Skloot's meticulous, riveting account strikes a humanistic balance between sociological history, venerable portraiture and Petri dish politics.

Pub Date: Feb. 9, 2010

ISBN: 978-1-4000-5217-2

Page Count: 320

Publisher: Crown

Review Posted Online: Dec. 22, 2010

Kirkus Reviews Issue: Jan. 1, 2010

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A quirky wonder of a book.

WHY FISH DON'T EXIST

A STORY OF LOSS, LOVE, AND THE HIDDEN ORDER OF LIFE

A Peabody Award–winning NPR science reporter chronicles the life of a turn-of-the-century scientist and how her quest led to significant revelations about the meaning of order, chaos, and her own existence.

Miller began doing research on David Starr Jordan (1851-1931) to understand how he had managed to carry on after the 1906 San Francisco earthquake destroyed his work. A taxonomist who is credited with discovering “a full fifth of fish known to man in his day,” Jordan had amassed an unparalleled collection of ichthyological specimens. Gathering up all the fish he could save, Jordan sewed the nameplates that had been on the destroyed jars directly onto the fish. His perseverance intrigued the author, who also discusses the struggles she underwent after her affair with a woman ended a heterosexual relationship. Born into an upstate New York farm family, Jordan attended Cornell and then became an itinerant scholar and field researcher until he landed at Indiana University, where his first ichthyological collection was destroyed by lightning. In between this catastrophe and others involving family members’ deaths, he reconstructed his collection. Later, he was appointed as the founding president of Stanford, where he evolved into a Machiavellian figure who trampled on colleagues and sang the praises of eugenics. Miller concludes that Jordan displayed the characteristics of someone who relied on “positive illusions” to rebound from disaster and that his stand on eugenics came from a belief in “a divine hierarchy from bacteria to humans that point[ed]…toward better.” Considering recent research that negates biological hierarchies, the author then suggests that Jordan’s beloved taxonomic category—fish—does not exist. Part biography, part science report, and part meditation on how the chaos that caused Miller’s existential misery could also bring self-acceptance and a loving wife, this unique book is an ingenious celebration of diversity and the mysterious order that underlies all existence.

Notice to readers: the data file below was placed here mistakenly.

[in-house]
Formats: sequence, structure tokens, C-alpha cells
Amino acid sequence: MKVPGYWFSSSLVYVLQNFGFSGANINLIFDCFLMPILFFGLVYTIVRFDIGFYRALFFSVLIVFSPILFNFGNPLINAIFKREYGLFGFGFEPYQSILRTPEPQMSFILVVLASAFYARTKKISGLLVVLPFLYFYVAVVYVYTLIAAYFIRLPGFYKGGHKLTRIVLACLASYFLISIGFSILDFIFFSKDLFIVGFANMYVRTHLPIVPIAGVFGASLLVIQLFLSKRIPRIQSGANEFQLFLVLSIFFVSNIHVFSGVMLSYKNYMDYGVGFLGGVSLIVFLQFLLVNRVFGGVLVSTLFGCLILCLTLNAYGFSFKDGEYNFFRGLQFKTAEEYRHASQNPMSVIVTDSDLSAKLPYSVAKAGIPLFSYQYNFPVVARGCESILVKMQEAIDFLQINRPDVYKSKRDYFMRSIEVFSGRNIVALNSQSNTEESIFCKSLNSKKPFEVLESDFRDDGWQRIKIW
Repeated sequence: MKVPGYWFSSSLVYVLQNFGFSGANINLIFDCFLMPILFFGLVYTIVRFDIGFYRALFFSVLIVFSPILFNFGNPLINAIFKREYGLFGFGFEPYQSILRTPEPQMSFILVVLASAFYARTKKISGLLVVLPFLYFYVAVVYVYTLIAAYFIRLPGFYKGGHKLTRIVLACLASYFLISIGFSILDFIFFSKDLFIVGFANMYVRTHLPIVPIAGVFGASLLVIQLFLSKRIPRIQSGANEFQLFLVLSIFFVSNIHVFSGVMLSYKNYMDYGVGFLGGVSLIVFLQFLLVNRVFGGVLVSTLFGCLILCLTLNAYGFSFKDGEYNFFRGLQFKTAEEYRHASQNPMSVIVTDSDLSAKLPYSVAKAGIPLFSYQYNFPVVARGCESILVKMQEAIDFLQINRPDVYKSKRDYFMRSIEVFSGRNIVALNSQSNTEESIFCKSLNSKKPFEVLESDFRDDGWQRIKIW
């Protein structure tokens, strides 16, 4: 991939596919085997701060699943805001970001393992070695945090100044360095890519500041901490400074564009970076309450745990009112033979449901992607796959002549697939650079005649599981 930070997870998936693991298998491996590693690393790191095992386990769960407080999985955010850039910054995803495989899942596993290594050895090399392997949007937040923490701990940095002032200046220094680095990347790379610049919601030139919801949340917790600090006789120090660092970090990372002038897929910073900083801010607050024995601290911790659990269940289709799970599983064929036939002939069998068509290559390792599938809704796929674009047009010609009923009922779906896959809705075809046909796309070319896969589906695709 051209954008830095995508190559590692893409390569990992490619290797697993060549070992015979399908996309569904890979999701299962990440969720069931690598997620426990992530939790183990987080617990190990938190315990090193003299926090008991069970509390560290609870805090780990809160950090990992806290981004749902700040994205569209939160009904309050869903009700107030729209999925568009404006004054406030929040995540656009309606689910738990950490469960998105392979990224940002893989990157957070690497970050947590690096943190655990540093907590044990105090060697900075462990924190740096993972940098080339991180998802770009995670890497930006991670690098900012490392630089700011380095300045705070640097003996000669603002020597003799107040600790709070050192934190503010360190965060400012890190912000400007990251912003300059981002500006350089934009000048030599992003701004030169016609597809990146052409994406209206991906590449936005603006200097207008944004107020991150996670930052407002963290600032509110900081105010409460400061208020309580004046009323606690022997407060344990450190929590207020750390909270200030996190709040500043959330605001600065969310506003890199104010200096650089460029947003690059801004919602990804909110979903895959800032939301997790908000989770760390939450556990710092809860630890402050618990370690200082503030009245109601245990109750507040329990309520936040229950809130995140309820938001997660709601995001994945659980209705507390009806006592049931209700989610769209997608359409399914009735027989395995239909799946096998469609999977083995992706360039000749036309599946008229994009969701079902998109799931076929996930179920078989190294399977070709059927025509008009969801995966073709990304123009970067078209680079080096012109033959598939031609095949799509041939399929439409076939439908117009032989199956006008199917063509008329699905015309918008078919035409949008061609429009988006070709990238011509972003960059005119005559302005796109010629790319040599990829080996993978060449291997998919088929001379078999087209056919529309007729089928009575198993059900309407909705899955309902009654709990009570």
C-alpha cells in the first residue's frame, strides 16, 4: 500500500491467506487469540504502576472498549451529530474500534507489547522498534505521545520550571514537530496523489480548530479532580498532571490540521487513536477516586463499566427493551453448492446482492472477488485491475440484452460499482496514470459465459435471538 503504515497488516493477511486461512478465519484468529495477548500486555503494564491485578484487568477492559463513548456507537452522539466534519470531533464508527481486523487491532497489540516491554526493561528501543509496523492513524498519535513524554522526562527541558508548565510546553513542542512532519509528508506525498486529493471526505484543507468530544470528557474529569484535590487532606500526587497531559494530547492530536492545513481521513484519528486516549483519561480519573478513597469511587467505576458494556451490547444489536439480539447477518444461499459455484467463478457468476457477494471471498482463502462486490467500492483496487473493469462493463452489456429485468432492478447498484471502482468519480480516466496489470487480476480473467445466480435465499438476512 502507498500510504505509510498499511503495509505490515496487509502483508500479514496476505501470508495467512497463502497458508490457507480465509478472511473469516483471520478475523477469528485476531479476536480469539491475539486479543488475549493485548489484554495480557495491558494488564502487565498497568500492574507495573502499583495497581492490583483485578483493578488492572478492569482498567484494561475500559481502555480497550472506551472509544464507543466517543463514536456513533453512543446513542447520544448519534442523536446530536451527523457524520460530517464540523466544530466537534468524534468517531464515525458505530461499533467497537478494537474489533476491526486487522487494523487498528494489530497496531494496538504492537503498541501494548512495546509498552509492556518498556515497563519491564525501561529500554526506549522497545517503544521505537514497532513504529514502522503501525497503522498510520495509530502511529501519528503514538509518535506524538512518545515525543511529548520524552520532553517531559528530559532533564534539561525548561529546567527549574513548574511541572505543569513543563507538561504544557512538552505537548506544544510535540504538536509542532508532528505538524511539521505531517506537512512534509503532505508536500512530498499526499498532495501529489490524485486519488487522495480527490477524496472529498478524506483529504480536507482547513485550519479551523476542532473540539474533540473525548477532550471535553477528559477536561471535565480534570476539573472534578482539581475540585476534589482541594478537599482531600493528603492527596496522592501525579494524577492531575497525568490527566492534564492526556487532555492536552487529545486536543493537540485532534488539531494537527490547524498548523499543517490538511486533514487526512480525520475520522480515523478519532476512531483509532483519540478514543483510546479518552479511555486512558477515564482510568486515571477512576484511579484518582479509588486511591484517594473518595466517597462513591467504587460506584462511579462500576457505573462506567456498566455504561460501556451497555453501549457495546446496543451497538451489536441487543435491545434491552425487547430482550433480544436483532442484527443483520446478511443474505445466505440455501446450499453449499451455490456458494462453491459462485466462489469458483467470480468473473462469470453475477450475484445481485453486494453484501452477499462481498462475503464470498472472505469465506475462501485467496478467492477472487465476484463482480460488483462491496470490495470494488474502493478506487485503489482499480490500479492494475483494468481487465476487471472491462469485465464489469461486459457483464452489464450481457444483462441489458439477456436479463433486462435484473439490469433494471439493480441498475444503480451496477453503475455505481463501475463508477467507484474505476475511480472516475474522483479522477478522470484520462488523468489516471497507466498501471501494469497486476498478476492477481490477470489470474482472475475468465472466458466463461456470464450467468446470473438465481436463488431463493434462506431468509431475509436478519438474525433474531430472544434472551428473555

A quirky wonder of a book.

Pub Date: April 14, 2020

ISBN: 978-1-5011-6027-1

Page Count: 224

Publisher: Simon & Schuster

Review Posted Online: Jan. 2, 2020

Kirkus Reviews Issue: Feb. 1, 2020